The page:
But an aesthetic difference about imagery was tougher for me to accept, and I found myself feeling worn down and a bit saddened last night, that as we headed into the publishing process that (gasp) we were at odds. I chalked it up to being overly tired and we kissed and made up before going to bed because, well, you know the adage…

This morning’s light brought the “big pour” of concrete in the building site across the street from us, and while I spun at the DTLA YAS class, my pal Ellen and I watched the relentless cement trucks lining up on Hope Street to empty their contents into the big hole. The cement cranes arched over each other like the graceful necks of dinosaurs grazing on the savanna, and when I returned from my class, I ran to the balcony to watch as their necks dipped and pecked, filling the spaces between the rebar grid. To the northwest corner of the pour, I could see men smoothing the pavement at ground level.

I am such a construction geek. I come to it legitimately. It’s a blood relationship to concrete, my grandfather having owned the largest concrete company in Northeastern PA. This morning, when I was walking home, I passed two construction workers, both Dads, with their four children under 8 in tow, walking eagerly down to where they could show them the activity across the street. It is magical to see the beginning of the process, to the end, so clearly demonstrated north west of us, with the now lighted spire of the tallest building on the west coast. I (of course) attended that big pour as well, which was probably four times the size of our little pour going on in the neighborhood.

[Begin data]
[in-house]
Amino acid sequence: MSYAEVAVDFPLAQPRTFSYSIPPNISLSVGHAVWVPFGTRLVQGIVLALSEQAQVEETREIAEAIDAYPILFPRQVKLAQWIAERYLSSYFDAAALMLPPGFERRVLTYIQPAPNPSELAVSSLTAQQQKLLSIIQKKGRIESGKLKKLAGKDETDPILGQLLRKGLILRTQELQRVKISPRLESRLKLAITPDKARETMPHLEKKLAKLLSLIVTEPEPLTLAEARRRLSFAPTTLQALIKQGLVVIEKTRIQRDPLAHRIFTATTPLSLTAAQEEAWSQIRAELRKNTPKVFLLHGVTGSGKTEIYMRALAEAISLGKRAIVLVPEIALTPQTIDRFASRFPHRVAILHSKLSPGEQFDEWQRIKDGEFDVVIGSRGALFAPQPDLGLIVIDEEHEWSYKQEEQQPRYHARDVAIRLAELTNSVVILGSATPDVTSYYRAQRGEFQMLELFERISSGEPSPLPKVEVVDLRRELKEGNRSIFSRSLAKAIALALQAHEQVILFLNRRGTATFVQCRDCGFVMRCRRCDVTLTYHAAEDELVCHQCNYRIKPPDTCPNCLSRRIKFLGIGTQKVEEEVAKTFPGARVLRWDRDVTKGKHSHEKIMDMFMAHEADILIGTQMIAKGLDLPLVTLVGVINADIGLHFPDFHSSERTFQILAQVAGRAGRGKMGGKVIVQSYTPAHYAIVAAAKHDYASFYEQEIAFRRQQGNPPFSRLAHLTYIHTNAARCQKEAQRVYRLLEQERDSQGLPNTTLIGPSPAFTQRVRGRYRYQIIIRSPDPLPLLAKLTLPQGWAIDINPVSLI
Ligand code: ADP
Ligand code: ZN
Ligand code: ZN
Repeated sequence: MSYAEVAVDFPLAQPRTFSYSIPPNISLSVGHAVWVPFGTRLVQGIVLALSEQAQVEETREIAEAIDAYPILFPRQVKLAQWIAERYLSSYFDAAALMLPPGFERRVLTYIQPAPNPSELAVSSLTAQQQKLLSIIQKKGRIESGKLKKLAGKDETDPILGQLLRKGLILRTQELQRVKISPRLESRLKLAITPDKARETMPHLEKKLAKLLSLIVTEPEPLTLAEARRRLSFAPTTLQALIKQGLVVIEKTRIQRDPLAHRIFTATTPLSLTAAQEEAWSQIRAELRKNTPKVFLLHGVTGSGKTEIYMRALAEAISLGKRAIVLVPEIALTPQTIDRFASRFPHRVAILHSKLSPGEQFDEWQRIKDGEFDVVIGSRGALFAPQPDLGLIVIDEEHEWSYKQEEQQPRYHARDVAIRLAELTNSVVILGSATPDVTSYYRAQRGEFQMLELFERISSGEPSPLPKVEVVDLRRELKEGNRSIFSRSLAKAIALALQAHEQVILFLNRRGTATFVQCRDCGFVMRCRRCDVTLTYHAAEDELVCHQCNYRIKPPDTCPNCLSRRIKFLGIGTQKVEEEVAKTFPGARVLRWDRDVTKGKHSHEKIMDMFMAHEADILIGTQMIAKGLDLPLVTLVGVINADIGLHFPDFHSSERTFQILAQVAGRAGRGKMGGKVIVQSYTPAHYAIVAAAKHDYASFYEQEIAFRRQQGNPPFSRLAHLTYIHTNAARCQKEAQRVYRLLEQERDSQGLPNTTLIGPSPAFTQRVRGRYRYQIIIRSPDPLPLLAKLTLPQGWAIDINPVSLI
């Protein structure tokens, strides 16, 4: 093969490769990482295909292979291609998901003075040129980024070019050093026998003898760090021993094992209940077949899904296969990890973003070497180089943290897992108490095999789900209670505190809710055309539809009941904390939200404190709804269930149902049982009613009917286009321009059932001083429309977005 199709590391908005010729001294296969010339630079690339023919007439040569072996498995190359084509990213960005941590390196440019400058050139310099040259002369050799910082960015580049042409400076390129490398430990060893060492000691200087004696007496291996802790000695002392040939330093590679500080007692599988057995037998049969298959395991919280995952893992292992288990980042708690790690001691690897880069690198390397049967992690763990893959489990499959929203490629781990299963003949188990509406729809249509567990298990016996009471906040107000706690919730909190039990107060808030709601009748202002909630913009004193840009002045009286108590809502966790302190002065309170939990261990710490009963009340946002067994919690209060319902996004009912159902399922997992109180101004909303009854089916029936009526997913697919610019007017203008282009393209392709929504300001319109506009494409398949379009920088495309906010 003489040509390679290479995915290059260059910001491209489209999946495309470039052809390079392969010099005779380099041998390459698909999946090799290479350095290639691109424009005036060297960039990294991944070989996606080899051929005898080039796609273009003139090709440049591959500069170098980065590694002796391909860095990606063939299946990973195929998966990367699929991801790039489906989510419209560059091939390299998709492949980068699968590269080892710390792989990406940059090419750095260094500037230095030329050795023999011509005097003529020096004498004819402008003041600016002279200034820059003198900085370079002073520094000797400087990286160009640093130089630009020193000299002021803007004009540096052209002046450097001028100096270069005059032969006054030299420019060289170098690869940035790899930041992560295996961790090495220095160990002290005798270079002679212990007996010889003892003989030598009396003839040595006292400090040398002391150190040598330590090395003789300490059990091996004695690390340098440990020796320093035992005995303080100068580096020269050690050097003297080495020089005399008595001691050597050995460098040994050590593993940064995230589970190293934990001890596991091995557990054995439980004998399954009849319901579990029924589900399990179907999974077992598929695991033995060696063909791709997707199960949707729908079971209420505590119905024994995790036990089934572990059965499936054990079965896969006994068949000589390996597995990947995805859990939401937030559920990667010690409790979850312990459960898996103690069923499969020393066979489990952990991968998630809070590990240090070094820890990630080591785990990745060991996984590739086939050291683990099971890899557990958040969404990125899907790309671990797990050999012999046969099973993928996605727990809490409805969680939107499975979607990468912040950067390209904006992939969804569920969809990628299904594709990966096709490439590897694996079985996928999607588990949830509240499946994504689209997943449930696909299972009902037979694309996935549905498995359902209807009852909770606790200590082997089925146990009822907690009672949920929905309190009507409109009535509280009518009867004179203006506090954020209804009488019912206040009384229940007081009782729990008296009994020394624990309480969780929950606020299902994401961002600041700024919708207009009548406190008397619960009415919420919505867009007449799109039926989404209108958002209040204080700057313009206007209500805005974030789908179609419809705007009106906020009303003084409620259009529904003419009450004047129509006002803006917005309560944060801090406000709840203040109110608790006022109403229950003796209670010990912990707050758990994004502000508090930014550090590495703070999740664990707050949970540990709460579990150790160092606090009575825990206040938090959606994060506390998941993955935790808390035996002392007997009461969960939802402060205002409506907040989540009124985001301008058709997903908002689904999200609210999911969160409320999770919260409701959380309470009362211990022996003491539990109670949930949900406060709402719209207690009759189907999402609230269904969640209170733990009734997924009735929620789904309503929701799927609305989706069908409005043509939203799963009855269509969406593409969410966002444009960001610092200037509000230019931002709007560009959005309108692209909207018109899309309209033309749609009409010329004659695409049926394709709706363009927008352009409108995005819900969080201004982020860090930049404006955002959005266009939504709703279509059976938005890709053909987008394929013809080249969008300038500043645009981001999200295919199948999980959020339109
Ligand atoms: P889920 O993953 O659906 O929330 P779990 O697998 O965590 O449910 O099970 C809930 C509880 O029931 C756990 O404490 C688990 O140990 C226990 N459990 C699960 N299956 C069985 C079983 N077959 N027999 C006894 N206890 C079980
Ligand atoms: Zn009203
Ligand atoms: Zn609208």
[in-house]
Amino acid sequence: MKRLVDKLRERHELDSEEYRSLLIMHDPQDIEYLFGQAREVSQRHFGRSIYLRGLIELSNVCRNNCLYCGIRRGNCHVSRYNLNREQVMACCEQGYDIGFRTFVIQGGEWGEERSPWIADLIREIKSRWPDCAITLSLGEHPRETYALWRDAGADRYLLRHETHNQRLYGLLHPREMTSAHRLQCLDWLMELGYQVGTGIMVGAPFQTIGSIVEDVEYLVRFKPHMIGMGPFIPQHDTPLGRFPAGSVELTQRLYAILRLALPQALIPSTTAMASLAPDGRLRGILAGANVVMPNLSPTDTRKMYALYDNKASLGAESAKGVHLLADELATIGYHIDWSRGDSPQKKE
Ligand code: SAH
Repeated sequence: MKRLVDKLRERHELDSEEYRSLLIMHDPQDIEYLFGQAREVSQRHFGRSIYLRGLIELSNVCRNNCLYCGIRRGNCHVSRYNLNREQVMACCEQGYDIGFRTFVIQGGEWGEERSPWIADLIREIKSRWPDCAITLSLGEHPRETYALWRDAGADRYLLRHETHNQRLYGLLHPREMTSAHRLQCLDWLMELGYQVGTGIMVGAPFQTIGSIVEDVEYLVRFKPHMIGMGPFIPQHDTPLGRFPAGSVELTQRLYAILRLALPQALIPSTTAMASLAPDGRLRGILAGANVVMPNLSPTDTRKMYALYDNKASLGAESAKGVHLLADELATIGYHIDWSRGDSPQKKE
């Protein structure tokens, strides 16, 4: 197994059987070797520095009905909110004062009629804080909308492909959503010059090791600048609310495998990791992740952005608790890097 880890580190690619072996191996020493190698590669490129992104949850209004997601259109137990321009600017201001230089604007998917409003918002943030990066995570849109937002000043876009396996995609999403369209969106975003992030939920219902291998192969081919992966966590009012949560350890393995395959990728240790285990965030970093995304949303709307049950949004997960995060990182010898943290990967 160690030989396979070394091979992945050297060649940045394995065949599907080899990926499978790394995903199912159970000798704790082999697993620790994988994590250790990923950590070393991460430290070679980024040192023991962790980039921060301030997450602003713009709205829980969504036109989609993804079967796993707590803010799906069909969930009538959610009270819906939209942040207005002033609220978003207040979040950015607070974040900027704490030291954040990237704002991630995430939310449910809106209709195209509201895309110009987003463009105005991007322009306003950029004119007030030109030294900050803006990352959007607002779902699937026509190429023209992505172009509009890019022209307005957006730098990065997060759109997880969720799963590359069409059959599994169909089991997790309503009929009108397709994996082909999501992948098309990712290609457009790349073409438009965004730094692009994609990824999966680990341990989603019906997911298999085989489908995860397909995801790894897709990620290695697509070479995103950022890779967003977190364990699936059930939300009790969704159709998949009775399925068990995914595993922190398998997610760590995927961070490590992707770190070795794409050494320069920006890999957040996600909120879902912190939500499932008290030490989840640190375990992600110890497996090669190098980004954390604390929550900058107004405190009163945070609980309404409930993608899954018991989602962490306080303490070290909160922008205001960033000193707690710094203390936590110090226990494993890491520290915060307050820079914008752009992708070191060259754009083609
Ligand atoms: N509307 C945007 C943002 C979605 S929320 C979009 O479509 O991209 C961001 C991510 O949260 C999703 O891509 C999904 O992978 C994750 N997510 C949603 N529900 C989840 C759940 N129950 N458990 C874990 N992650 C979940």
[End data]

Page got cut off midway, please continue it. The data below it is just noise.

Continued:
So what does all this have to do with self-publishing a book? I am well aware that our process of publishing this book has as much to do with the foundation of our marriage, our trust and respect of each other, the history of our dipping and pecking in the savannas together. As much if not more than the content or caliber of the actual book. I know that our foundation is solid, well-cured and will withstand whatever small editorial disagreements we have. We are both energized by the process, looking through pictures to include in the book, and examining the structure of the book.  It is an accelerated process by virtue of the construction deadlines I’ve imposed on it. But I promise there won’t be any pictures of concrete pours in the final product!img_6943



Facciama Una Passeggiata Downtown!

IMG_3761Tonight after work, we decided to go for a spontaneous evening out. We deserved it, right? It’d been a long couple of weeks – my head so full of details/questions/lists/ it makes me a little tired. March 9th was National Napping Day, too; could that explain why I wanted just lay my head down on my desk for a quick power nap?

The Farmer’s and Merchants’ National Bank sits across Main St. from Ledlow’s.

We are creatures of habit, my husband and I, but I decided tonight we’d go find another restaurant beside CPK, so we jumped in the car and drove up into the heart of the banking district of downtown LA. We were gravitating towards Pete’s but arrived at the corner of 4th and Main to discover it was gone. In it’s place, was a new, relatively empty (at 7pm) restaurant called Ledlow’s.

We sat at an outside patio table, in the still stultifying heat, and ordered our dinner. We watched as dozens of downtown denizens walked past the restaurant. They were walking their dogs, or just taking a walk.